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Factors That Influence Your Food Choices


You might think that the choices you make (especially those regarding food), are yours and yours alone, but truth be told that’s not entirely the case.

There are many factors (beyond mood and hormones) that prompt you to grab that soda, chips, or candy bar at the checkout counter such as a recent commercial you may have seen, or the fact that it is conveniently within reach while you’re waiting in line.

There's also the possibility that you’ve had a tough day and feel that you could use a little ‘pick me up,’ after all you deserve it for what you’ve put up with from your boss, co-worker, or significant other.

But truth be told, you may not have made that same choice if there weren’t any chips, soda, or candy bars at the checkout counter, or if you actually enjoyed your job, and had a great relationship with your significant other. What if you didn’t have the common attitude of rewarding yourself with junk food?


Factor #1 Environment

Here in America, our environment seems to have us set up for chronic diseases. Why don’t we find nicely washed and portioned fruit and veggies in a fridge conveniently located at the checkout line?

There certainly aren’t any healthy options with a combination of protein, fiber, and healthy carbs on the hotline at mini-marts, nor memorable pop-culture commercials promoting easy access to healthy yet convenient meals or recipes.

In fact, fresh produce isn’t even available in some parts of the country, which are what we often refer to as food deserts. 



For those of us who have access to produce sections in grocery stores, farmer's markets, and fruit stands, it’s easy to take the accessibility for granted.

Food deserts exist throughout the U.S. in many low-income areas, where there are only local convenience stores that carry highly processed, sugary, fatty, and shelf-stable foods.

A lack of transportation also plays a significant role in where you can shop. Affordability is an additional factor that affects food choices. You can’t make healthy choices if healthy foods aren’t even an option.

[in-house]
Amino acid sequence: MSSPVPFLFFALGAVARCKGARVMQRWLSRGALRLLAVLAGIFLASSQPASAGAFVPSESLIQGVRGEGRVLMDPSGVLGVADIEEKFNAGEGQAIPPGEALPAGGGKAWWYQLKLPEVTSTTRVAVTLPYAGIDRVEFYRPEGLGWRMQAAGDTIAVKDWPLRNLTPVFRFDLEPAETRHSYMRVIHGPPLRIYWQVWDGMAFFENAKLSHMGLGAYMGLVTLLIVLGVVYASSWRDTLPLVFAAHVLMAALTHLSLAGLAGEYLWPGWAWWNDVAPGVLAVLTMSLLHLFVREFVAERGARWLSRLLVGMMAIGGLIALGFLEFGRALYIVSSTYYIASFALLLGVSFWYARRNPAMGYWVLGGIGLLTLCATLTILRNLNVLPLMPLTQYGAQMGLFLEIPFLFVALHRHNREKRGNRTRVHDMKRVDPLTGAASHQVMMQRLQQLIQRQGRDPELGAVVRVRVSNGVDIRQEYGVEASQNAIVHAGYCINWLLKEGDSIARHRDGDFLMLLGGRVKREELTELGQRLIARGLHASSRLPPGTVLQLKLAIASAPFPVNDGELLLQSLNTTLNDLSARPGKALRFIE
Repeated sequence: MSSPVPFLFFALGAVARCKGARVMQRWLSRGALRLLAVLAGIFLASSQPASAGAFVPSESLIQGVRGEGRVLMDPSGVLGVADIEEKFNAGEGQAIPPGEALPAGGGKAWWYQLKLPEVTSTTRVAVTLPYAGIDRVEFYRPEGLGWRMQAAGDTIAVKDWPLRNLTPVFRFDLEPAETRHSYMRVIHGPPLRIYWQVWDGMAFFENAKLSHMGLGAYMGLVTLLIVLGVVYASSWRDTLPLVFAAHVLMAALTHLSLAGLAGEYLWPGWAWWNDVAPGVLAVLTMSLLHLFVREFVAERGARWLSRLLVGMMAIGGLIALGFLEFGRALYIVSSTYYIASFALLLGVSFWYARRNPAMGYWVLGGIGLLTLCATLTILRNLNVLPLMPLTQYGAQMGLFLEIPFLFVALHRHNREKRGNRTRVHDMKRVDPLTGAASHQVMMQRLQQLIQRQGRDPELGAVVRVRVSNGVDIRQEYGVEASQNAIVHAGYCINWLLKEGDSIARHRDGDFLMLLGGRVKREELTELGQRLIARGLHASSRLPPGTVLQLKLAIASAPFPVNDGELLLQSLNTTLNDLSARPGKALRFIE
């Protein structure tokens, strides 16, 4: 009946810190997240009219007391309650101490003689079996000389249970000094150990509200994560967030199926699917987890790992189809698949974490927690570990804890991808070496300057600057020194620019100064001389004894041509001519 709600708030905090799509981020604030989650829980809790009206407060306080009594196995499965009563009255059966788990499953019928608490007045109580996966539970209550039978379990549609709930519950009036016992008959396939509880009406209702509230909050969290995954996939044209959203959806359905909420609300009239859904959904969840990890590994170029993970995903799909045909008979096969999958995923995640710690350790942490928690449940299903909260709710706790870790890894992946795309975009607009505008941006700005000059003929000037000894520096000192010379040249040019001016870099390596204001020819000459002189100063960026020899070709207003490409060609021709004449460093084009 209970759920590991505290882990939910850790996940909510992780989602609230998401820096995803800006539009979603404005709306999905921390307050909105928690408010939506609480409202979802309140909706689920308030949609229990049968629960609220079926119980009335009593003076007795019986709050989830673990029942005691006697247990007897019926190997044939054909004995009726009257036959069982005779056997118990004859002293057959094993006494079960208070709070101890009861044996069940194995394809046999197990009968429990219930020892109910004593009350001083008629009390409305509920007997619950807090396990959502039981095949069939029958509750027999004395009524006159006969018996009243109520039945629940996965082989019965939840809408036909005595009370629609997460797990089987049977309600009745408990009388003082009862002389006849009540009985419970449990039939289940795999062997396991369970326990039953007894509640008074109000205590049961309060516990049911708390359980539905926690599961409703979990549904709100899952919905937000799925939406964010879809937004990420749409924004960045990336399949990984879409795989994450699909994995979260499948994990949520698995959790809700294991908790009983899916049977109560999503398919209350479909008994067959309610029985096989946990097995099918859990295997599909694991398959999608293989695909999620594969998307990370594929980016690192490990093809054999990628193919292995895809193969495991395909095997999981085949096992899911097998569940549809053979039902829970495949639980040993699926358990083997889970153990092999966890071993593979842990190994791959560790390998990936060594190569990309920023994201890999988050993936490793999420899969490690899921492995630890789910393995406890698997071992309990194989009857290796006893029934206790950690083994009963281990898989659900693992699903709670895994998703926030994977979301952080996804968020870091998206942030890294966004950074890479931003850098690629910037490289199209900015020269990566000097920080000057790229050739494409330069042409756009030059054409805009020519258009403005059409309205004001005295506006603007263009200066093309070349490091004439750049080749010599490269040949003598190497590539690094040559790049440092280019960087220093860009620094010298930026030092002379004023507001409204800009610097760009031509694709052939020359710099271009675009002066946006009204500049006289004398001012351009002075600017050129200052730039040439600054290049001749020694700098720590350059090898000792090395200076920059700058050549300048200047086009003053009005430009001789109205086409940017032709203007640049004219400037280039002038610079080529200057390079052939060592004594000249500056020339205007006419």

Home & Work

When you're home, your choices are influenced by what you have available in the house to eat. If you have access to healthy foods, this is one area that you can control.

Remember that if the junk food isn’t in your house, you won’t be as likely to eat it or pack it for lunch. Your work environment may be a little more out of your control, especially if your workplace has concessions or a food court.

One option to help you take control is to bring your own lunch and snacks, or petition and ask your employer for healthier food choices at work.


Convenience & Media

It’s no secret that modern societies are crazy busy. There really aren’t enough hours in the day, and it’s no longer as common to have someone dedicated to cooking healthy food at home.

When all responsible parties work full-time, it can be so much more convenient to order out or hit up a drive-thru, but there aren’t always quick and healthy options for these situations.

Also, science shows that what we see or read through media has the power to change our food preferences and influence our choices for not just what we eat, but when and how much.



Ethnic and cultural foods also influence your choices, since cultural foods may be your comfort foods, and the main options at many family gatherings.

In some cases, these foods may not offer the best nutritional opportunity. For example, if they are mostly fried and full of simple carbohydrates, they can negatively affect your health and longevity.

If you find that unhealthy cultural foods make up a majority of your diet, you may want to address this by limiting these foods or finding healthier alternatives.


Factor #2 Mental Health

Aspects of mental health can also influence your food choices, and food choices in turn can influence your mental health.



Relationships of all kinds can send you through a roller coaster of emotions, and if you’re an emotional eater, this can send you on an unstable and probably unhealthy pattern of eating.

Whether it’s a tub of chocolate ice cream after a hard breakup, snacking while mulling over an argument or even just getting comfortable and eating the same meals and portions as our partner, relationships are a sneaky food influencer.

Awareness and mindfulness are key here. While a single date night with a 12-pack, or a box of Kleenex and Ben and Jerry’s won’t immediately give you diabetes, just be mindful that it can lead to a downward spiral into a pattern of poor dietary choices.



Stress alone could make up an entire blog or discussion by itself. I mean, in this day and age who isn’t stressed? It comes at us from all angles!